Ames Morison still feels the pain from what was supposed to be a wet winter.
The year was 1997, and an El Niño weather pattern had the potential to drench California with heavy rains. Morison, a co-founder of Medlock Ames, was on high alert. If enough rain fell, it could wash out the terraces of his elevated vineyards.
So, he ordered 50 tons of rocks.
“With super high rainfall, we thought it could create erosion and we’d lose our terraces,” said Morison during a recent Zoom tasting. “We hand-stacked 50 tons of rocks to save the vineyard. My back still pays the price for that.”
While he still winces at the thought of moving 50 tons of rock, the Medlock Ames Cabernet Sauvignon “Fifty Tons” 2017 ($90) is a spectacular homage to the site. It’s a juicy, yet intense cabernet where everything, the aromas, taste and texture are turned up just a little more than normal.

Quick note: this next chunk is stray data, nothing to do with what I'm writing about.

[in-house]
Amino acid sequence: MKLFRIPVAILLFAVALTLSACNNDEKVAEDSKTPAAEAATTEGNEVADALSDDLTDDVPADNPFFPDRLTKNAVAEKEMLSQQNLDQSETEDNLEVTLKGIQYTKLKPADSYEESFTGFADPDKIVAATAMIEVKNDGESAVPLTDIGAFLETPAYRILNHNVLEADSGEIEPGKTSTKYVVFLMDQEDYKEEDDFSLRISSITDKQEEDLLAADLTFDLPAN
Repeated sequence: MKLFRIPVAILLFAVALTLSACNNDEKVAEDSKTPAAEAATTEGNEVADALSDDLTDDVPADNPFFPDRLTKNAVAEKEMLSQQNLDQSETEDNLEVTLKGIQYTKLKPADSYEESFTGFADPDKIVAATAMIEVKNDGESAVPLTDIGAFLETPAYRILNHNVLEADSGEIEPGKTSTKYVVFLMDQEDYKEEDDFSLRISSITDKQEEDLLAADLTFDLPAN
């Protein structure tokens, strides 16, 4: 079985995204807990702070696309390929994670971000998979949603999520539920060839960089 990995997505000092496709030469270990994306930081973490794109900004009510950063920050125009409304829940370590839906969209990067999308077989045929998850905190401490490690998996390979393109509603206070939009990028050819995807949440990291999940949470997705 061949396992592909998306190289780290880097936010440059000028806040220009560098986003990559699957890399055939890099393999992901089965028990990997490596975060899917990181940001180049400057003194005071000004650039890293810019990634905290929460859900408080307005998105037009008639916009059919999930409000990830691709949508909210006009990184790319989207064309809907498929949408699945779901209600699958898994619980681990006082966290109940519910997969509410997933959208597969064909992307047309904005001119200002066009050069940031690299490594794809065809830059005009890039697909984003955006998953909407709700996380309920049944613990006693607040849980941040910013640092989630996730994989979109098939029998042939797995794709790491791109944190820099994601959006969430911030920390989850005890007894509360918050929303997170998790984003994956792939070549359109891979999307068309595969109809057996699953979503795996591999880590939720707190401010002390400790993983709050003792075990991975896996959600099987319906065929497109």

The year 2017 was one of the hottest they’ve experienced; Morison said there were 10, 100-degree days and a few that even got above 110 degrees. There was a blackberry jam, currant and raspberry medley of fruit flavors. Hot coals and a miso soup kind of note rode in on the finish. The tannins and acid suggested it will only improve if it were to live a long life in the cellar.
“There’s a little more bulk and dark fruit on the nose,” Morison said. “But on the palate, there’s more red fruit.”
Different blocks make up the final blend, which is 100% cabernet sauvignon.
“The grapes tend to come from higher-elevation blocks,” Morison said. “There’s a little more gravel and it drains better. The fruit is a little more exposed, and vines thus grow a thicker skin, and that’s where all the tannins are. With slightly drier conditions, you get smaller berries and thicker skins.”
Today, he’s handed winemaking duties to Abby Watt, and has turned his focus to how the 340-acre property, of which 50 acres are planted to estate vineyards, could be a better member of the global community.